Jiji Press TOKYO (Jiji Press) — Crowdfunding is increasingly recognized as an effective way to help companies rebuild their businesses from damage inflicted by the devastating earthquake and tsunami of March 2011.
Crowdfunding is the practice of raising small amounts of money to finance product development, events and other ventures via the internet from a large number of people willing to offer support.
While smaller companies damaged by a natural disaster often find it difficult to get loans from banks, crowdfunding enables them to raise needed funds for business plans with backing from many people.
The 2011 catastrophe, which hit the northeastern Japan region of Tohoku, caused not only huge human and property damage but also harmful rumors, as it led to the nuclear accident at Tokyo Electric Power Company Holdings, Inc.’s disaster-stricken Fukushima No. 1 power plant.
Iwaki Takahashi, a manufacturer of high-grade cedar chopsticks in Iwaki, Fukushima Prefecture, has produced pillows of chips processed from products of inferior quality. The company raised more funds than expected through crowdfunding after a large number of people applauded its plan to help disaster victims sleep soundly.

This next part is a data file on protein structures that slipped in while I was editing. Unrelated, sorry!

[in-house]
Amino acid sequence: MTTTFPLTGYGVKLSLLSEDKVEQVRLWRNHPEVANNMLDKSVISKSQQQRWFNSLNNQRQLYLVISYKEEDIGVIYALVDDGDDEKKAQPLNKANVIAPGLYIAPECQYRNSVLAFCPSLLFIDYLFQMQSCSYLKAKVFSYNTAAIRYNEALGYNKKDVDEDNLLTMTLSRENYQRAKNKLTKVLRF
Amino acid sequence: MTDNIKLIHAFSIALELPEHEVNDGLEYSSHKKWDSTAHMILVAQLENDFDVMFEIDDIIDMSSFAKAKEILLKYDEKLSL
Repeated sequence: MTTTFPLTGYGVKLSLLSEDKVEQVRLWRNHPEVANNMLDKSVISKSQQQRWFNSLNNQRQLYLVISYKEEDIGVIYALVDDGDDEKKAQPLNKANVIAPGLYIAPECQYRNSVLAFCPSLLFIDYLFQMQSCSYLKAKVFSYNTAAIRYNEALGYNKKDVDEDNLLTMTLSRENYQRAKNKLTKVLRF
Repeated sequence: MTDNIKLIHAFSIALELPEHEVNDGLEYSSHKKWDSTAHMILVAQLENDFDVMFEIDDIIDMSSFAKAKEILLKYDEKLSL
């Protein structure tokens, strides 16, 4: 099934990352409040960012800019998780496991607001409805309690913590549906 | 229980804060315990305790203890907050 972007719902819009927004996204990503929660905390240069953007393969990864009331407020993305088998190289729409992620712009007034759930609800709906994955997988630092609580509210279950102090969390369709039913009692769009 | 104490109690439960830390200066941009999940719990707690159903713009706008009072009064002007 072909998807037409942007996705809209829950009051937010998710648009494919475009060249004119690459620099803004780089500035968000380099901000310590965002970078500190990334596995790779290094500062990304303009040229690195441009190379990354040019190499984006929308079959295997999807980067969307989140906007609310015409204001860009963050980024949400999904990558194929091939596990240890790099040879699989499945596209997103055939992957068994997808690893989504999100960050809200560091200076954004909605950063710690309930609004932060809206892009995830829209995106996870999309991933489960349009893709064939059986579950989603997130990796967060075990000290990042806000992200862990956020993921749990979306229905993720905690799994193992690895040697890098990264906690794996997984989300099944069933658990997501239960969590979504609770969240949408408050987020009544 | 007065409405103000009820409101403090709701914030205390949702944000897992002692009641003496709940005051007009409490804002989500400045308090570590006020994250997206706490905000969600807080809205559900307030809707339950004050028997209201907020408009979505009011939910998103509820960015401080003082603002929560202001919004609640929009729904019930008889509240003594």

“We were able to develop the pillow thanks to help from lots of people,” Masayuki Takahashi, president of the company, said. “The product became widely known via the internet.”
The Fukushima prefectural government opened a dedicated website in February last year to facilitate crowdfunding for the reconstruction of disaster-hit areas and revitalization of local businesses. The site has contributed to an increase in “fans of our prefecture,” an official involved in the project said, adding, “We’ll continue providing assistance.”
The Miyagi prefectural government has also set up a website, to support agricultural corporations and companies developing items that use local agricultural produce. The site is “effective for promoting both local revitalization and disaster reconstruction,” an official said.
But the number of such successful examples is still limited and many disaster-affected companies remain unaware of the practice of crowdfunding.
From fiscal 2018, which starts in April, therefore, the central government plans to reinforce programs to spread the practice among companies in disaster areas. The programs include seminars for companies and other organizations in the three hardest-hit prefectures of Iwate, Miyagi and Fukushima and support for the opening of websites for crowdfunding by local businesses.
Victims of massive floods that hit the northern part of Kyushu, the most southwestern of Japan’s main islands, in July 2017, raised funds via the internet from a large number of people to produce candle holders and sculptures from driftwood.